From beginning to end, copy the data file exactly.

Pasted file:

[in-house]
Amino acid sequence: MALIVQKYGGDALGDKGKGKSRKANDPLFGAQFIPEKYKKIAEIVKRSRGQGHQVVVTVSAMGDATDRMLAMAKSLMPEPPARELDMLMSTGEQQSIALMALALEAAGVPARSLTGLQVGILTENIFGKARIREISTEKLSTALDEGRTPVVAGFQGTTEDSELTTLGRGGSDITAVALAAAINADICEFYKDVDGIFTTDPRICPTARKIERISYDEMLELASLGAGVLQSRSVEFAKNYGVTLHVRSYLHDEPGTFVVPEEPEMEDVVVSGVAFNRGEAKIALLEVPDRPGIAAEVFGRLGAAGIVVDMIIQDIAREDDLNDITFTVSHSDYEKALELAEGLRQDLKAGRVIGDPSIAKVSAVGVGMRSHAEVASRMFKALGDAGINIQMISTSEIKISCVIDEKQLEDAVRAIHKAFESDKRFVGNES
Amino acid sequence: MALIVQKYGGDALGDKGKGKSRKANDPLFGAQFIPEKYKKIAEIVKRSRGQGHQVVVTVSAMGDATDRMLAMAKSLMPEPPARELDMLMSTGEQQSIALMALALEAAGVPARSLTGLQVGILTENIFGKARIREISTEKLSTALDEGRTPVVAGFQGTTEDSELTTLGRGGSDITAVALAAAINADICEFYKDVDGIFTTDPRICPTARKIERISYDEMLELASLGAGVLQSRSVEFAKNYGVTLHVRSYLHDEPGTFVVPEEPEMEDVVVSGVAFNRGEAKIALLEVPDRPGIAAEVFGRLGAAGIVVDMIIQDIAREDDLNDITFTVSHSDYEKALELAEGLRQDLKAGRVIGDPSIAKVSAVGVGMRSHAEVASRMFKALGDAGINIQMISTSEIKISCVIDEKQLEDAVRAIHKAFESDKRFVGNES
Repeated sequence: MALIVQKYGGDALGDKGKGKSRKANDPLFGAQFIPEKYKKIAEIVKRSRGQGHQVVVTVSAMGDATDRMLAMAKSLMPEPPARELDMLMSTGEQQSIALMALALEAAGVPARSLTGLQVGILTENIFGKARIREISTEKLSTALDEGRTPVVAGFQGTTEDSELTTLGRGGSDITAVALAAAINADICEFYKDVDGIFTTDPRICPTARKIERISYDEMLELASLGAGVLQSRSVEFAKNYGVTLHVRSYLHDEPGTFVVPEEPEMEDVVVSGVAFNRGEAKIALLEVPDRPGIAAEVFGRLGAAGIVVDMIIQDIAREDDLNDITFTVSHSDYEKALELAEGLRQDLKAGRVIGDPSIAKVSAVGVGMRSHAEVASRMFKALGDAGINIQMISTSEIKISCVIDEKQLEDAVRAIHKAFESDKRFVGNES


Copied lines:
[in-house]
Amino acid sequence: MALIVQKYGGDALGDKGKGKSRKANDPLFGAQFIPEKYKKIAEIVKRSRGQGHQVVVTVSAMGDATDRMLAMAKSLMPEPPARELDMLMSTGEQQSIALMALALEAAGVPARSLTGLQVGILTENIFGKARIREISTEKLSTALDEGRTPVVAGFQGTTEDSELTTLGRGGSDITAVALAAAINADICEFYKDVDGIFTTDPRICPTARKIERISYDEMLELASLGAGVLQSRSVEFAKNYGVTLHVRSYLHDEPGTFVVPEEPEMEDVVVSGVAFNRGEAKIALLEVPDRPGIAAEVFGRLGAAGIVVDMIIQDIAREDDLNDITFTVSHSDYEKALELAEGLRQDLKAGRVIGDPSIAKVSAVGVGMRSHAEVASRMFKALGDAGINIQMISTSEIKISCVIDEKQLEDAVRAIHKAFESDKRFVGNES
Amino acid sequence: MALIVQKYGGDALGDKGKGKSRKANDPLFGAQFIPEKYKKIAEIVKRSRGQGHQVVVTVSAMGDATDRMLAMAKSLMPEPPARELDMLMSTGEQQSIALMALALEAAGVPARSLTGLQVGILTENIFGKARIREISTEKLSTALDEGRTPVVAGFQGTTEDSELTTLGRGGSDITAVALAAAINADICEFYKDVDGIFTTDPRICPTARKIERISYDEMLELASLGAGVLQSRSVEFAKNYGVTLHVRSYLHDEPGTFVVPEEPEMEDVVVSGVAFNRGEAKIALLEVPDRPGIAAEVFGRLGAAGIVVDMIIQDIAREDDLNDITFTVSHSDYEKALELAEGLRQDLKAGRVIGDPSIAKVSAVGVGMRSHAEVASRMFKALGDAGINIQMISTSEIKISCVIDEKQLEDAVRAIHKAFESDKRFVGNES
Repeated sequence: MALIVQKYGGDALGDKGKGKSRKANDPLFGAQFIPEKYKKIAEIVKRSRGQGHQVVVTVSAMGDATDRMLAMAKSLMPEPPARELDMLMSTGEQQSIALMALALEAAGVPARSLTGLQVGILTENIFGKARIREISTEKLSTALDEGRTPVVAGFQGTTEDSELTTLGRGGSDITAVALAAAINADICEFYKDVDGIFTTDPRICPTARKIERISYDEMLELASLGAGVLQSRSVEFAKNYGVTLHVRSYLHDEPGTFVVPEEPEMEDVVVSGVAFNRGEAKIALLEVPDRPGIAAEVFGRLGAAGIVVDMIIQDIAREDDLNDITFTVSHSDYEKALELAEGLRQDLKAGRVIGDPSIAKVSAVGVGMRSHAEVASRMFKALGDAGINIQMISTSEIKISCVIDEKQLEDAVRAIHKAFESDKRFVGNES